What do the butterflies symbolise in Lord of the Flies?

  • 0 votes

Ideas so far: Purity, innocence, fragility of the soul.

I noticed they're only described when Simon alone is present. What does this tell us about him/represent? Deeper meaning?

Posted Mon 6th May, 2013 @ 15:35 by Hoosierette

2 Answers

  • 1 vote

I think that in Lord of the Flies, butterflies represent the dependability of nature, which juxtaposes the undependability of the boys – while nature stays the same, the boys change and become more savage.

This however changes completely, from the sentence:

"Even the butterflies deserted the open space where this obscene thing [the Lord of the Flies] grinned and dripped."

Which can be found on page 151, when Simon speaks with the Lord of the Flies.  This shows that the pig’s head is too unnatural and scary for the butterflies, showing that butterflies represent nature.

As Hoosierette says, the butterflies could symbolise purity and innocence, which is why they don’t appear while the Lord of the Flies does.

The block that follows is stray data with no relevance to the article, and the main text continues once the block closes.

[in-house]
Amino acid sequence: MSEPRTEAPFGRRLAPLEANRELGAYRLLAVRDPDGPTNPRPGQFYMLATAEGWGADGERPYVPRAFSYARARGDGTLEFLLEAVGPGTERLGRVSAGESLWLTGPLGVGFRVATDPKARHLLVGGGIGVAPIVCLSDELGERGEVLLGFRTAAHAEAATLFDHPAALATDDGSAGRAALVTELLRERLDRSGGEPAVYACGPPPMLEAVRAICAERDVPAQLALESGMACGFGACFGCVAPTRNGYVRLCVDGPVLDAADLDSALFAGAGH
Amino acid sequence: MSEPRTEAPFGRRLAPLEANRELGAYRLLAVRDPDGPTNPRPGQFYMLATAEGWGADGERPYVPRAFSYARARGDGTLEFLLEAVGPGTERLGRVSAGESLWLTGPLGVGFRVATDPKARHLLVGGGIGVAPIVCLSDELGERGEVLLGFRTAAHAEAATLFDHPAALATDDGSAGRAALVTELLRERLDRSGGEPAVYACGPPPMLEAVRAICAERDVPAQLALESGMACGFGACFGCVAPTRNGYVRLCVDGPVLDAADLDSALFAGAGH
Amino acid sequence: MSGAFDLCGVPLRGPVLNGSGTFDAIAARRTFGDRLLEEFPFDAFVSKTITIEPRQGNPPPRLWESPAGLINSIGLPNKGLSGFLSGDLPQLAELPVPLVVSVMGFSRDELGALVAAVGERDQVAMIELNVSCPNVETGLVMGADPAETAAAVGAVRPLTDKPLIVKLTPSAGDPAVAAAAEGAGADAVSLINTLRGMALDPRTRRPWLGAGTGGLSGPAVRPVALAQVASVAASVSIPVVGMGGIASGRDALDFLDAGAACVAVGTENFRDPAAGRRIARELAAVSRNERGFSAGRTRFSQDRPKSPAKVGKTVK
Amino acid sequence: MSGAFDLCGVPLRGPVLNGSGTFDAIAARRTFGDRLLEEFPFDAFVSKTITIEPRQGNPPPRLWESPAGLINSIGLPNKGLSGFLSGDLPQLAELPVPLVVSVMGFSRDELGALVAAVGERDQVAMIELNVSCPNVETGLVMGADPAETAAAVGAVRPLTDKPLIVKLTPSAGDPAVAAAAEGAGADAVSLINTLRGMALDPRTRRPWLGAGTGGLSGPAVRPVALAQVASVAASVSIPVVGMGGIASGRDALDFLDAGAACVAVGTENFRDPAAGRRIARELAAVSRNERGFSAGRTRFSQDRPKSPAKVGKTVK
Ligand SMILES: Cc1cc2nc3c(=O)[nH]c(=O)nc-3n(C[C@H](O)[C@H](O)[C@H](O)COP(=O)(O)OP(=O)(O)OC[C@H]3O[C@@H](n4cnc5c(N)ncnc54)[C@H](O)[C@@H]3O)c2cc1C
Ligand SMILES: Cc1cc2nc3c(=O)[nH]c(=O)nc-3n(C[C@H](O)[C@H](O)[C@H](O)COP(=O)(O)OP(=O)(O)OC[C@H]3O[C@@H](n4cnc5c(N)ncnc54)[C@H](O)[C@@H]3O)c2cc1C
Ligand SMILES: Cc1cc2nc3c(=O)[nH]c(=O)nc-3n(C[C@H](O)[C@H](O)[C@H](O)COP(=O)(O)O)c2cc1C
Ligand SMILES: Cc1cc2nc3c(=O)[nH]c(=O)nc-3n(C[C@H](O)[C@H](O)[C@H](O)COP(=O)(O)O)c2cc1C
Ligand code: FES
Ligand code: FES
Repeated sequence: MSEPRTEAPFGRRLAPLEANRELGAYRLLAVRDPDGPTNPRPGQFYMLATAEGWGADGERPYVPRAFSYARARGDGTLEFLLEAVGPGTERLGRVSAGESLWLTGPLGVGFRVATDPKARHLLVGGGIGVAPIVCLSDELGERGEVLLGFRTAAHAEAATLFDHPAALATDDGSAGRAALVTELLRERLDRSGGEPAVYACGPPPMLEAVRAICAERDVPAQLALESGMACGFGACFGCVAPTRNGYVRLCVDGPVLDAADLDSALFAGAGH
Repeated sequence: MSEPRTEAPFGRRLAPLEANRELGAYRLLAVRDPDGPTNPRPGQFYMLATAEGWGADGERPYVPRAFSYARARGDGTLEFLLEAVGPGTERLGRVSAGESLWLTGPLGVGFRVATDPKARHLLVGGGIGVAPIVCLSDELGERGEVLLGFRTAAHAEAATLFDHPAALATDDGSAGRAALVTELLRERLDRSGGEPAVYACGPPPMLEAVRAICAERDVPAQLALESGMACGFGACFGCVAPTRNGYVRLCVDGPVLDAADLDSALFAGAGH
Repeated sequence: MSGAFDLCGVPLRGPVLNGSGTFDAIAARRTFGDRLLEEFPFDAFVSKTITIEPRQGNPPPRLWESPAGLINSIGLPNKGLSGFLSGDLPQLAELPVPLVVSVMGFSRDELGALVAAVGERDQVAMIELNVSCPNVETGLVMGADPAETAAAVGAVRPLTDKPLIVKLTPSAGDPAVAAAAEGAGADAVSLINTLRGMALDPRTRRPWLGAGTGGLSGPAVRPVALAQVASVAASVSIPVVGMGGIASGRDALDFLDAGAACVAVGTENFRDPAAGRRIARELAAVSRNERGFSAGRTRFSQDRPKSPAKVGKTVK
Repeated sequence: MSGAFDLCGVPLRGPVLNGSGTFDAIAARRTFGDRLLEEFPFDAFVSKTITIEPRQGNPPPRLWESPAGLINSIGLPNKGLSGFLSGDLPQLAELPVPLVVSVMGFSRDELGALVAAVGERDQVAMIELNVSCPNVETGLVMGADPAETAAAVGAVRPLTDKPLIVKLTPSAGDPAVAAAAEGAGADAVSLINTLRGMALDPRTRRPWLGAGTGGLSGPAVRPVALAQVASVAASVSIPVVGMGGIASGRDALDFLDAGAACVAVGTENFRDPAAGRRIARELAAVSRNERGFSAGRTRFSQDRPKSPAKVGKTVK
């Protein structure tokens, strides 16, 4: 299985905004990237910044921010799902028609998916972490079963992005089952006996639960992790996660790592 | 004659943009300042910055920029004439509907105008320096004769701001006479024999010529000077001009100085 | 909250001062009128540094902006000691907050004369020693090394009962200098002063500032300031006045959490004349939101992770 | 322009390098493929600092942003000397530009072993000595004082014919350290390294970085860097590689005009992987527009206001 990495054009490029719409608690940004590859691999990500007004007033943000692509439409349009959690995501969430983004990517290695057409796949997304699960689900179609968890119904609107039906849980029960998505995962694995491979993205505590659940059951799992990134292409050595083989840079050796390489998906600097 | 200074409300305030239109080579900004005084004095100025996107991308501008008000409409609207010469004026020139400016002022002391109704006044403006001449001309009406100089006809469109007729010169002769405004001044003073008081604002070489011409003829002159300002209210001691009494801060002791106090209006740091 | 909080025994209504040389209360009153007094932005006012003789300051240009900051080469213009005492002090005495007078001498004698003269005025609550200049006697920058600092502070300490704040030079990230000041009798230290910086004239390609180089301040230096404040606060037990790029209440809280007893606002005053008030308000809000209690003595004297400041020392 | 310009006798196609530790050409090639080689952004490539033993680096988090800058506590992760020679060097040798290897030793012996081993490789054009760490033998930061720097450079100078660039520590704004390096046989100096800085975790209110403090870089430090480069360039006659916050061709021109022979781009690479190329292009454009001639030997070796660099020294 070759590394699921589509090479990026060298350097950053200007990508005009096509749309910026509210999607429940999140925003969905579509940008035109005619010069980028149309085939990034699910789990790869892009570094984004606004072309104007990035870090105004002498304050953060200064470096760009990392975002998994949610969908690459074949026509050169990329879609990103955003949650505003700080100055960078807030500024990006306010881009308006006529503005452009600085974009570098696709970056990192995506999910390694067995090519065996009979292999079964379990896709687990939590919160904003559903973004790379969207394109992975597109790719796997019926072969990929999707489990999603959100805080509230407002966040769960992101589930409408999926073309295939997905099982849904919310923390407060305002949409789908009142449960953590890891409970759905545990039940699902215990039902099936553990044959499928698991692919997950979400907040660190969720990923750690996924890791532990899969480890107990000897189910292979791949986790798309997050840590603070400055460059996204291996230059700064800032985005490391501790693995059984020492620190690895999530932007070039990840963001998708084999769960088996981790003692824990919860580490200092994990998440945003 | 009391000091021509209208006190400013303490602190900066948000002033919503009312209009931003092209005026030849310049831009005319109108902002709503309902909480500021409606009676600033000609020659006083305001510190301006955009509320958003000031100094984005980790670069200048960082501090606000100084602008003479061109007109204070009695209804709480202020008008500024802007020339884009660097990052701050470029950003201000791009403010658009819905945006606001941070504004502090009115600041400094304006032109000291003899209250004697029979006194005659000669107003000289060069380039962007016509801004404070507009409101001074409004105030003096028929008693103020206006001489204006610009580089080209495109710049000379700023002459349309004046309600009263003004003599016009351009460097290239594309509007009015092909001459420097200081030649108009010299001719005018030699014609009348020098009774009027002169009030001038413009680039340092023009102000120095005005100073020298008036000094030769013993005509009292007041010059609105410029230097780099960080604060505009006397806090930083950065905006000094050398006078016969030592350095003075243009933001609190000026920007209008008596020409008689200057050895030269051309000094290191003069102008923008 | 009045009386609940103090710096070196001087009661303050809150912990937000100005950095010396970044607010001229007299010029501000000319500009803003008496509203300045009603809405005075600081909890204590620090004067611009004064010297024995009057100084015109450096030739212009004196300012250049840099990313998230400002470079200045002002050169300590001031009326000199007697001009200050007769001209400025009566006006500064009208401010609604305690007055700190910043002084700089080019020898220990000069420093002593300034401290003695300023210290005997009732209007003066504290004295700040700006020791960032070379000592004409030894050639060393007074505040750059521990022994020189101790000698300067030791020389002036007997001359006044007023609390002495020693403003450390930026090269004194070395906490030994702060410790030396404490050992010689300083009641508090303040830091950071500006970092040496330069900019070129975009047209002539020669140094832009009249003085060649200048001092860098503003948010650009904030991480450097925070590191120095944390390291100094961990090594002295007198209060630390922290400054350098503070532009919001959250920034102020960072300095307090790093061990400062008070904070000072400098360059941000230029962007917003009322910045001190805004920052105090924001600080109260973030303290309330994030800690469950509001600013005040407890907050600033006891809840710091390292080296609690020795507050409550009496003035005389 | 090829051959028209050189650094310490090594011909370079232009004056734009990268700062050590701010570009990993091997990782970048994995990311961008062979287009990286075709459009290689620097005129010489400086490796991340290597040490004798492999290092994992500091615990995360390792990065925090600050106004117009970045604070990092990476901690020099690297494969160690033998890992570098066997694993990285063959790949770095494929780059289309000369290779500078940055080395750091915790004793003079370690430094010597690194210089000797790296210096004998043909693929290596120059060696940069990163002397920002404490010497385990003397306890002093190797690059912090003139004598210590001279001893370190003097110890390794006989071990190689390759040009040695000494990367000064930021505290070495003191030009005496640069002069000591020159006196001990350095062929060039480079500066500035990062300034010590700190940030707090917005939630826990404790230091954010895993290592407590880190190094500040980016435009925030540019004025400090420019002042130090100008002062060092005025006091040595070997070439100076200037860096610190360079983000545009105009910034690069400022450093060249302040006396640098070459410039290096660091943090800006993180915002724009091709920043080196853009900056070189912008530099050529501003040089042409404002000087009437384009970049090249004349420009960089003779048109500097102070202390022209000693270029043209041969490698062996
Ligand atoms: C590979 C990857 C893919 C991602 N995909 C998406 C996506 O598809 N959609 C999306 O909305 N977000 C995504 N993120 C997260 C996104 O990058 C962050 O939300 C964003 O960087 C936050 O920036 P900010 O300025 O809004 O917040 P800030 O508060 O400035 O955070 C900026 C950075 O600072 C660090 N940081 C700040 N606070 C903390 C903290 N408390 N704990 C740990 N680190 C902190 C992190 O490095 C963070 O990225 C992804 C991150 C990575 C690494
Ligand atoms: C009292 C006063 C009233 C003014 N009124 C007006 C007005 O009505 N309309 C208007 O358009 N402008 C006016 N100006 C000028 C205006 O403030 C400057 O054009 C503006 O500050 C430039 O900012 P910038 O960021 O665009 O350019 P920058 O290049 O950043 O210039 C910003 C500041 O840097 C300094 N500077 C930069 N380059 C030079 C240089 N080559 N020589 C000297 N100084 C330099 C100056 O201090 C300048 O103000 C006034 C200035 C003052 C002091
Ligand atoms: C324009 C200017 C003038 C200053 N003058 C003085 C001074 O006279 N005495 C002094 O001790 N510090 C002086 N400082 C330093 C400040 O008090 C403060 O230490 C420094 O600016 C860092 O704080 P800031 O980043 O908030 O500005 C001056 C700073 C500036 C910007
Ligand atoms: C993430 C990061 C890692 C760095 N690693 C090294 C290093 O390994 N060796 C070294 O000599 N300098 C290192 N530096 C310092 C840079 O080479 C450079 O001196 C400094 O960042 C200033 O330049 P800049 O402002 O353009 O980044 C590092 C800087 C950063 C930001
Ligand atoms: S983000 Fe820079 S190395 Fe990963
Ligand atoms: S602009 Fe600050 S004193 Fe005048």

On page 58, the butterflies also appear:

"Nothing moved but a pair of gaudy butterflies that danced round each other in the hot air.”

This almost sounds as if the butterflies are mocking the boys’ inability to adapt, as while the butterflies are happy in the ‘hot air’, the boys are sweaty and thirsty.  Another interpretation could be that the butterflies also show the simplicity of nature in comparison with the hard work of building huts and arguing and wanting meat.  In conjunction to this, the word ‘gaudy’ almost makes nature seem to be showing-off, which could link with the idea that Simon knows the island’s secrets while the rest of the boys are in the dark.

Lord of the Flies is open to interpretation, so there isn’t really a right or wrong – it’s all down to opinions.

Answered Mon 6th May, 2013 @ 16:17 by Flo
  • 0 votes

Thank you very much!

Answered Mon 6th May, 2013 @ 16:20 by Hoosierette